I work on computational modelling of amorphous materials for Li-ion battery applications. Most of what I do uses first-principles modelling in order to simulate the structure of amorphous solids, and my ultimate goal is to simulate how Li-ions move through these materials.
What motivated you to pursue a career in science?
From a young age, I was fortunate to be in a family in which my grandparents were teachers. As a result it was almost in my nature to be inquisitive, and look for new discoveries. Beyond this, I was fortunate enough to have all women teachers in my science and math classes throughout high school, and they not only supported my love for science but also encouraged me to take math classes beyond what was normally required for my age group. I had a great desire to know how the world worked, and my love for math, in particular linear algebra and calculus, inspired me to pursue a university degree in physics. Although I didn't realize it at the time, I do believe that having women role models throughout my years of education was what encouraged me to continue on in science, as I never felt as though my dreams of being a scientist were not possible, despite often being one of only a few women in my courses. At university level, it became more clear that my presence as a woman in physics was rare, and as a result I started a Women in STEM program at my university, to try and encourage more women to be active in their scientific pursuits, and give back in a small way as a role model for younger women considering careers in science. Though I was motivated always to pursue a career in science, because of my love for discovery, I truly believe that it was the continual support from women role models that allowed me to be successful in my pursuit of a PhD in physics.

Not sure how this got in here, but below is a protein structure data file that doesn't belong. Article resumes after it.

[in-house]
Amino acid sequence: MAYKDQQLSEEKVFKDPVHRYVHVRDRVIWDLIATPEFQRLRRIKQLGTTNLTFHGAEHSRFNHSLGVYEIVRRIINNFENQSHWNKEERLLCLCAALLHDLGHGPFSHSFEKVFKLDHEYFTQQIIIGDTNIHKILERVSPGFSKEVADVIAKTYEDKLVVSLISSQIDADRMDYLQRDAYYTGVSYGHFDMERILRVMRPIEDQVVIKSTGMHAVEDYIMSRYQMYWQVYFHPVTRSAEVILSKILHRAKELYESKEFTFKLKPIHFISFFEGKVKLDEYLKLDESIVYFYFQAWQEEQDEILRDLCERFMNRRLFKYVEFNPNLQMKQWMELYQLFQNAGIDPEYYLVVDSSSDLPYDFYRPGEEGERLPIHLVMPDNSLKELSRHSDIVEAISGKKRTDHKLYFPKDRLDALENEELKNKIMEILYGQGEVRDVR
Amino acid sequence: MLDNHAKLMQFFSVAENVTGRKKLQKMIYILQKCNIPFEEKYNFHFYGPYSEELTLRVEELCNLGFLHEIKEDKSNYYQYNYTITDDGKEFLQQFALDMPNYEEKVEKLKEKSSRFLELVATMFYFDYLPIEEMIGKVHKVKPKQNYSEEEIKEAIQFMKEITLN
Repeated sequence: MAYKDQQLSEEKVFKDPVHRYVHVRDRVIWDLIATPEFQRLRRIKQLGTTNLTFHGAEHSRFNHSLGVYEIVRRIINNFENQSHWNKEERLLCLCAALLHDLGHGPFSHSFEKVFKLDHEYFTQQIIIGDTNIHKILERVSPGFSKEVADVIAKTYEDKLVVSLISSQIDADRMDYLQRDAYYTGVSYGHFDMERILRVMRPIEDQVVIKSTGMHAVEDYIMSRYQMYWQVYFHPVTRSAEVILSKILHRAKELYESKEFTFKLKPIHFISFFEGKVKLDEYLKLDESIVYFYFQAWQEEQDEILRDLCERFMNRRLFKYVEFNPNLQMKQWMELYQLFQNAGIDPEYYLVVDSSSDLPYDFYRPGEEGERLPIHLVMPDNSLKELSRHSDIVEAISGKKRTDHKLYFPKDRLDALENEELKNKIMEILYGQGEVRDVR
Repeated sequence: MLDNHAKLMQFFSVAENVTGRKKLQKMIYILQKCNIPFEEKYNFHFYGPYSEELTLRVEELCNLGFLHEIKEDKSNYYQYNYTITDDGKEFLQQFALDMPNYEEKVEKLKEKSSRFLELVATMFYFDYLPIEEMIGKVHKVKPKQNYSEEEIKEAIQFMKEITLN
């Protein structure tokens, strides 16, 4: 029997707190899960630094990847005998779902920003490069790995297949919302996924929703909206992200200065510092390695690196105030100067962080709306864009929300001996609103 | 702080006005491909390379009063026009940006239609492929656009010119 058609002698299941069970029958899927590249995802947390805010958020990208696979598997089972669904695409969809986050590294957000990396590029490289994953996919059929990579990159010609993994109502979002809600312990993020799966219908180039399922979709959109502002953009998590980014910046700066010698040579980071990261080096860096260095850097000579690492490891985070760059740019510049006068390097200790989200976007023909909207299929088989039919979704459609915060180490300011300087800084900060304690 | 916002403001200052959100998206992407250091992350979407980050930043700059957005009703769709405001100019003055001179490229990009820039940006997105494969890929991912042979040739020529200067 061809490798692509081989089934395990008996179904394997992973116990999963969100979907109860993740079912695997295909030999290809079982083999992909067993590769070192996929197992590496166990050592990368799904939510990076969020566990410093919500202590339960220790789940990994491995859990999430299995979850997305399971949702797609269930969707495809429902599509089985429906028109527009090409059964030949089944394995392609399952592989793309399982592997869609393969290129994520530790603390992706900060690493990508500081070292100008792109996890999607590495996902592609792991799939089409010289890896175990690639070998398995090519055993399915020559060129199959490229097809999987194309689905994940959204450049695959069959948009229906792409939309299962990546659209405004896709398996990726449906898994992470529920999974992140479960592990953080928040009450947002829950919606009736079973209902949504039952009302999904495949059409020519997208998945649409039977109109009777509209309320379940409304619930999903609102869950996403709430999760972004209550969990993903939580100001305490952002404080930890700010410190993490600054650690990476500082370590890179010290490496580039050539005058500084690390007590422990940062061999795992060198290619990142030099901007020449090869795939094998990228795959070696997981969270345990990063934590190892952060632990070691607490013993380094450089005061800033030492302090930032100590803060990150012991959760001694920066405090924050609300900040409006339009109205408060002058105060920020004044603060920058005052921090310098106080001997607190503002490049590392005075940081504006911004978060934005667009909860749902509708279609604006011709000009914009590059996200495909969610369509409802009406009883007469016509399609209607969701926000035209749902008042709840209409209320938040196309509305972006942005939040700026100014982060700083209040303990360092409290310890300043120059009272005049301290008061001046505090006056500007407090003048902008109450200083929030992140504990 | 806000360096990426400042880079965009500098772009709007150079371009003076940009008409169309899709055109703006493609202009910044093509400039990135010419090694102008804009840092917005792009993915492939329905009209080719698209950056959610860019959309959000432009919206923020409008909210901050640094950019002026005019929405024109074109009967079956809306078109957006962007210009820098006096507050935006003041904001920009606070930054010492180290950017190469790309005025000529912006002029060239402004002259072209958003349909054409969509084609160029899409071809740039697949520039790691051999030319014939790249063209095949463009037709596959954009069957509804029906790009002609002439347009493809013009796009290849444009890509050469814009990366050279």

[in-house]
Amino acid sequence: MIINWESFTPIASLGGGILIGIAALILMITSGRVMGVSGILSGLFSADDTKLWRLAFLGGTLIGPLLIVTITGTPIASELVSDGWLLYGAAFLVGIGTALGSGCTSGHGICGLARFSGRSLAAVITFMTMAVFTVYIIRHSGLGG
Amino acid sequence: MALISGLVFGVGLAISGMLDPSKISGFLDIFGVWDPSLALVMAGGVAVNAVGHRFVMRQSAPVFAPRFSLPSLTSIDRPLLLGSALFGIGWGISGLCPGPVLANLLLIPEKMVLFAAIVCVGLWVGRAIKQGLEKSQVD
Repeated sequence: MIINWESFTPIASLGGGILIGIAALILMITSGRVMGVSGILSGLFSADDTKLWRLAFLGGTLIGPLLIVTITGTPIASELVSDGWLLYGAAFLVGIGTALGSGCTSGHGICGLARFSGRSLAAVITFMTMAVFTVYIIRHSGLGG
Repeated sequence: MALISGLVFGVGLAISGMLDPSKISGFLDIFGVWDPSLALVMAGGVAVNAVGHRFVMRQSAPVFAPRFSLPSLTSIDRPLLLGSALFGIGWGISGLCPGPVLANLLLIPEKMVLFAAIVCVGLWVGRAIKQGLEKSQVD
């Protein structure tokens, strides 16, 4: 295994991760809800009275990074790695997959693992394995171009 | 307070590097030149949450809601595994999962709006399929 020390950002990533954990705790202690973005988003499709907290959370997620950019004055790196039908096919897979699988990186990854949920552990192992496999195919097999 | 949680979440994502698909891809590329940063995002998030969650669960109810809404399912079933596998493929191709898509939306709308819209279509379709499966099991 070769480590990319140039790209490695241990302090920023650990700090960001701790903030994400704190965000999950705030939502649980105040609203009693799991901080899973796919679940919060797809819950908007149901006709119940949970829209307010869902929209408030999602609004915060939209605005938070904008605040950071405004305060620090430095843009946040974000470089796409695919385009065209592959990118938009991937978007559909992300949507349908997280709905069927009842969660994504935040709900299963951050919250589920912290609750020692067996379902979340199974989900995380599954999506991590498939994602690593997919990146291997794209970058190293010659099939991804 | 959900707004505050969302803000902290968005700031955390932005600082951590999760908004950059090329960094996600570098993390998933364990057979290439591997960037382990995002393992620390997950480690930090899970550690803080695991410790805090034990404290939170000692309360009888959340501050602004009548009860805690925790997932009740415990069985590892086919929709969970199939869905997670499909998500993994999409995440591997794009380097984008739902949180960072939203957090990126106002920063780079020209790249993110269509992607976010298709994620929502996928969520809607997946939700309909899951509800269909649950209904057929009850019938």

Anything else you'd like to share with us?
Outside of my scientific career I am also a coxswain for the Cambridge University Boat Club, and recently won the Blondie Boat Race on April 25th.